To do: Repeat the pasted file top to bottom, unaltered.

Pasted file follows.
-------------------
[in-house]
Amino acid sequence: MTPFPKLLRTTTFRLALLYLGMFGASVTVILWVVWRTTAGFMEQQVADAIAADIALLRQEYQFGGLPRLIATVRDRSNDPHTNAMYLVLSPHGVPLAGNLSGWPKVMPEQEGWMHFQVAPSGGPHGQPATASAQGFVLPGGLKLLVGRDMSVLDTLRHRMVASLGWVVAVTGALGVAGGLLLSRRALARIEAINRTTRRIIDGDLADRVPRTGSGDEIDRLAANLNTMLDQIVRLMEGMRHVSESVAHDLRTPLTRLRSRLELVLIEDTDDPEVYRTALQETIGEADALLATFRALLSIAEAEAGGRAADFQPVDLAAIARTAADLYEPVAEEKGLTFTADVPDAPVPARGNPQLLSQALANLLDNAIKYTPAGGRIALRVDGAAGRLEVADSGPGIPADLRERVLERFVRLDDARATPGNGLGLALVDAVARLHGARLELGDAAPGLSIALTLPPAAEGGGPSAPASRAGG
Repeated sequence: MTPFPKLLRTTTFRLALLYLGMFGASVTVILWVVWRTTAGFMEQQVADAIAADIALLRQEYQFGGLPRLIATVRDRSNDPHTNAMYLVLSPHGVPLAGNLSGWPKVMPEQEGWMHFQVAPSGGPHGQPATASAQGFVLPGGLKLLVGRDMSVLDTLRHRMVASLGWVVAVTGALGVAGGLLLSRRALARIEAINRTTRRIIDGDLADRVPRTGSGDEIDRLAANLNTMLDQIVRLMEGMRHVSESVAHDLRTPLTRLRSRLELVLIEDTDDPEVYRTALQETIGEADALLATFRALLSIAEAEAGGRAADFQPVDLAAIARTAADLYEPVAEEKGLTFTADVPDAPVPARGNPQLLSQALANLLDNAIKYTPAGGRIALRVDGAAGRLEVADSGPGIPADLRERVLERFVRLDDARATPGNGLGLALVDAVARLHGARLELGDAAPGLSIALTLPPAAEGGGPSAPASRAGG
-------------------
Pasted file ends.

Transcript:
[in-house]
Amino acid sequence: MTPFPKLLRTTTFRLALLYLGMFGASVTVILWVVWRTTAGFMEQQVADAIAADIALLRQEYQFGGLPRLIATVRDRSNDPHTNAMYLVLSPHGVPLAGNLSGWPKVMPEQEGWMHFQVAPSGGPHGQPATASAQGFVLPGGLKLLVGRDMSVLDTLRHRMVASLGWVVAVTGALGVAGGLLLSRRALARIEAINRTTRRIIDGDLADRVPRTGSGDEIDRLAANLNTMLDQIVRLMEGMRHVSESVAHDLRTPLTRLRSRLELVLIEDTDDPEVYRTALQETIGEADALLATFRALLSIAEAEAGGRAADFQPVDLAAIARTAADLYEPVAEEKGLTFTADVPDAPVPARGNPQLLSQALANLLDNAIKYTPAGGRIALRVDGAAGRLEVADSGPGIPADLRERVLERFVRLDDARATPGNGLGLALVDAVARLHGARLELGDAAPGLSIALTLPPAAEGGGPSAPASRAGG
Repeated sequence: MTPFPKLLRTTTFRLALLYLGMFGASVTVILWVVWRTTAGFMEQQVADAIAADIALLRQEYQFGGLPRLIATVRDRSNDPHTNAMYLVLSPHGVPLAGNLSGWPKVMPEQEGWMHFQVAPSGGPHGQPATASAQGFVLPGGLKLLVGRDMSVLDTLRHRMVASLGWVVAVTGALGVAGGLLLSRRALARIEAINRTTRRIIDGDLADRVPRTGSGDEIDRLAANLNTMLDQIVRLMEGMRHVSESVAHDLRTPLTRLRSRLELVLIEDTDDPEVYRTALQETIGEADALLATFRALLSIAEAEAGGRAADFQPVDLAAIARTAADLYEPVAEEKGLTFTADVPDAPVPARGNPQLLSQALANLLDNAIKYTPAGGRIALRVDGAAGRLEVADSGPGIPADLRERVLERFVRLDDARATPGNGLGLALVDAVARLHGARLELGDAAPGLSIALTLPPAAEGGGPSAPASRAGG